This was a month full of reading on one of my favorite subjects, though I arrived there in a round-about way.
On the recommendation of Ryan Holiday, I read Andre Agassi’s bio Open. It peels back some of the layers on a high public-profile person to help you see him as an individual swept up in a vortex of hype. He hints at aspects of his faith journey throughout the book, and says that Shadowlands was his favorite movie (which automatically makes him a Christian, right?) It also was for his first wife (Brooke Shields) and current wife (Steffi Graf). I get the sense that the main draw of the movie was the love story more than the faith story .
That reminded me that I’ve been wanting to Read Lenten Lands by Lewis’s step-son Douglas Gresham, the book upon which Shadowlands was loosely based. It really was fantastic to see Lewis’s life through the eyes of a little boy, starstruck by the creator of Narnia, yet able to see the world through a different lens. Side quote in the book from Lewis that made me chuckle: “the most dangerous thing in the Army was a Lieutenant with a map.” I love anything that shows the wit of Lewis, like when Walter Hooper tells the story of Lewis, as a young boy, observing to his father, “I have a prejudice against the French.” When his father asked why, Lewis responded, “If I knew why it would not be a prejudice.”
Upon reading Lenten Lands I wanted to learn more about Joy Gresham, Lewis’s wife, and recalled that my wife had read a fictionalized version of their relationship called Becoming Mrs. Lewis. Until now I have had zero interest in reading it, assuming it was some kind of corrupt Christian romance novel. But I picked it up and was surprised by how much I enjoyed it. The historical details were faithfully portrayed, and her efforts to fill in the romantic gaps were tasteful and believable.
Reading all this about Lewis reminded me that I’ve had an ongoing quest to eventually read every book by Lewis. I made a quick count (twenty-five so far) and realized only five or six remain (hard to say exactly with different edition). So I picked up Grief Observed, which was Lewis’s journal entries after the passing of his wife. Though I found it interesting, I had the distinct sense throughout that I was missing something by not reading it while grieving myself.
Lastly in this train I picked up William Gresham’s (Joy’s first husband) novel Nightmare Alley, and though it was a bit sensual, the story line was captivating. Apparently there’s a new movie coming out this year. Now, moving beyond Lewis…
Higher Call: The story of a WW2 B-17 bomber escorted to safety by a German fighter plane. The bulk of the book deals with the background of the German pilot, which, had I known that going into it, I might have skipped it, but I was so intrigued by his life and the light the story shone on the inner-workings and political intricacies of the German Army. Julie read it also and loved it.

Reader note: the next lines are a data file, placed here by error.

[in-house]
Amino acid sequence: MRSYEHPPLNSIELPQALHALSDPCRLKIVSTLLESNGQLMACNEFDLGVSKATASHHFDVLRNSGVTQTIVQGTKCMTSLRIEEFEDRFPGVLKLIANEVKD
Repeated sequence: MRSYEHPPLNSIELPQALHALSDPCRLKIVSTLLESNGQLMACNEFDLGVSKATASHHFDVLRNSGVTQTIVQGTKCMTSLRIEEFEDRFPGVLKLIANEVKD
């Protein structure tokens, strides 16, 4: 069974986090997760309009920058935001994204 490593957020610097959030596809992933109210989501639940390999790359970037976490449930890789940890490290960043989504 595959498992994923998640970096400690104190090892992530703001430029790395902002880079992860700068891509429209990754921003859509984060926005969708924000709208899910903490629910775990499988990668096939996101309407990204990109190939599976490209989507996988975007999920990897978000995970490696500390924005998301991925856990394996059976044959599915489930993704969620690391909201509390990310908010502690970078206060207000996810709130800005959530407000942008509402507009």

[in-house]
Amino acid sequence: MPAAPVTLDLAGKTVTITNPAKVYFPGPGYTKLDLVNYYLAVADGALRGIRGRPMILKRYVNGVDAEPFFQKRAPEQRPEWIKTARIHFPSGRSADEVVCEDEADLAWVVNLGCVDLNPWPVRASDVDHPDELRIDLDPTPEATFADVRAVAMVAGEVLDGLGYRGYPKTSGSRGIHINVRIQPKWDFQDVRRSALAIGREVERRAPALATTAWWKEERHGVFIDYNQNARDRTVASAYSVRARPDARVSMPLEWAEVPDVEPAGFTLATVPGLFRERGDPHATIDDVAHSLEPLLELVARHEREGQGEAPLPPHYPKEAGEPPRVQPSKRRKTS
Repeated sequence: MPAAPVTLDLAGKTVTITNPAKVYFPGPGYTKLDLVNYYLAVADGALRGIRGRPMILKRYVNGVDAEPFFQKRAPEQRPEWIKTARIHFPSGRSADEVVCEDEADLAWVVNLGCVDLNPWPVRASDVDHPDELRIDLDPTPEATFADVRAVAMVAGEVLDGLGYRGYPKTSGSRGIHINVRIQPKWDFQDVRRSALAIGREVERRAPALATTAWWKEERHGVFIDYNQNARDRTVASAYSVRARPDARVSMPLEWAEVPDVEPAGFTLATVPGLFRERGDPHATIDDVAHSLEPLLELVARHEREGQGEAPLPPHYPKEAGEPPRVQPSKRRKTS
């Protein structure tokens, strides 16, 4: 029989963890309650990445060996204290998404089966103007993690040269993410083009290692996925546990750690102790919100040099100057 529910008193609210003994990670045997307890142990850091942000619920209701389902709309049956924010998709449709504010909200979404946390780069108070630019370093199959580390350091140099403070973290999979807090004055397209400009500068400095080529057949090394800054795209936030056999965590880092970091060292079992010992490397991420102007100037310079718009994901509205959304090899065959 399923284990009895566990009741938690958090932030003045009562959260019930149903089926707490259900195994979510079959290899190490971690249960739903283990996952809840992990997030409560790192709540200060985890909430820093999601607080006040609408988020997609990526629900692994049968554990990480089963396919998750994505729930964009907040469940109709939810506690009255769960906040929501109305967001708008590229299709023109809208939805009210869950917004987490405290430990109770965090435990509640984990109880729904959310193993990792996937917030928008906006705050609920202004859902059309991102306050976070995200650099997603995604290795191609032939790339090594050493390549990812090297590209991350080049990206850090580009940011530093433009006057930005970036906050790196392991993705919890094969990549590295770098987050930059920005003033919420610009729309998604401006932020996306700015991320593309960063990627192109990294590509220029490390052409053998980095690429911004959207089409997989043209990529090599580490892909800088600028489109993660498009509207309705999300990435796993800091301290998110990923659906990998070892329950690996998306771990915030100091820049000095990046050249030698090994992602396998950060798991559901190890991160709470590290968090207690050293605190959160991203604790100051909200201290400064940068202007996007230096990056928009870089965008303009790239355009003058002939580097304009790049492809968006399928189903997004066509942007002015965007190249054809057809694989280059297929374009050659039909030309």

Started How to Hide an Empire and it’s been so good. Tells many obscure and interesting stories about the broader American “empire” – i.e. the history of American territorialism. There’s so much of interest in here (like the chapter on bird droppings and the author’s personal connection to the man who likely had the biggest influence in the history of the world on population growth) that I’ll likely be nibbling on this for many months.
Read Dogsong aloud to the kids. Written by the author of Hatchet, Gary Paulson. Though I like the wild elements of his books, I’m also often fighting internal eye-rolling with some of his pseudo-spirituality. Read War Horse at the urging of my daughter who read it for school and really liked it. Also finished On The Far Side of the Mountain which had a sentimental, but extremely unbelievable, story line.
This week I released Episode Six of the podcast Bottom Line Books, created with Matt Haas. In it we unpack the book Deep Work by Cal Newport, which has been THE MOST important book for increasing my personal productivity in the last year.
I read this article about how Amazon “canceled” a Trans-critical book When Harry Became Sally by Ryan T. Anderson. He still has an author page on Amazon, but oddly, this one book has been removed. I read one of Anderson’s previous books What Is Marriage and found it so well argued. So I followed the link in the article and ordered a copy to support him. You can do so as well here. It’s on backorder, but I hope it leads to many more sales for him.